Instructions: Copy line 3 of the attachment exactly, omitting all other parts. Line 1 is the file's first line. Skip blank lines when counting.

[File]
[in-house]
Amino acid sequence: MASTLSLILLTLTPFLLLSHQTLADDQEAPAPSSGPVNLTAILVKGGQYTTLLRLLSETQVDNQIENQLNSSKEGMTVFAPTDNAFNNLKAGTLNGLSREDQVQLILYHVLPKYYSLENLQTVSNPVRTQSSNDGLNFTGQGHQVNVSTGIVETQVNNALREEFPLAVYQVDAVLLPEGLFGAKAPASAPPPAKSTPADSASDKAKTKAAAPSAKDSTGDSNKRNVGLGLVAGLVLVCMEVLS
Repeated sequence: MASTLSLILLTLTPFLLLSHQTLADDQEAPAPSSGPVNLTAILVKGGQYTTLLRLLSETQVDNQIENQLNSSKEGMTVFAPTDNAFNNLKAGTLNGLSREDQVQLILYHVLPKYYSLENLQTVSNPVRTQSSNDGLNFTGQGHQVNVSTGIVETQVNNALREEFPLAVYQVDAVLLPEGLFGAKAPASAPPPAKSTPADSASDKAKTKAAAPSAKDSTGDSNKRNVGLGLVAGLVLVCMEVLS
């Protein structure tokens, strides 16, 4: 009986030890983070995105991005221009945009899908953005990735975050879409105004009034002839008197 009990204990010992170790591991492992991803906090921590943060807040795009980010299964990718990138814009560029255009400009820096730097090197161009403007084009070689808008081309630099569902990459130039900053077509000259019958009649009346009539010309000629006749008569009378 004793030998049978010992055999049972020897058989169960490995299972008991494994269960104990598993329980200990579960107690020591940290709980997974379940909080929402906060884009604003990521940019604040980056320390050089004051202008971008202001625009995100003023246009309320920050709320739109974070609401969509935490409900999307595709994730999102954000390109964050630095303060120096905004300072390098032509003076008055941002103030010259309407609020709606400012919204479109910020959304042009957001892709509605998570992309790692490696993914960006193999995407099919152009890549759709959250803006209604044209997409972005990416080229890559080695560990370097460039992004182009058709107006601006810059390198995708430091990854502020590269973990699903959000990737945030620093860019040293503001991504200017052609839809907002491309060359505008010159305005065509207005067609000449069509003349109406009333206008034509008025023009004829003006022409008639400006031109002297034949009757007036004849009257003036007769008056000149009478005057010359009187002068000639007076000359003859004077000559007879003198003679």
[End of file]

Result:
Repeated sequence: MASTLSLILLTLTPFLLLSHQTLADDQEAPAPSSGPVNLTAILVKGGQYTTLLRLLSETQVDNQIENQLNSSKEGMTVFAPTDNAFNNLKAGTLNGLSREDQVQLILYHVLPKYYSLENLQTVSNPVRTQSSNDGLNFTGQGHQVNVSTGIVETQVNNALREEFPLAVYQVDAVLLPEGLFGAKAPASAPPPAKSTPADSASDKAKTKAAAPSAKDSTGDSNKRNVGLGLVAGLVLVCMEVLS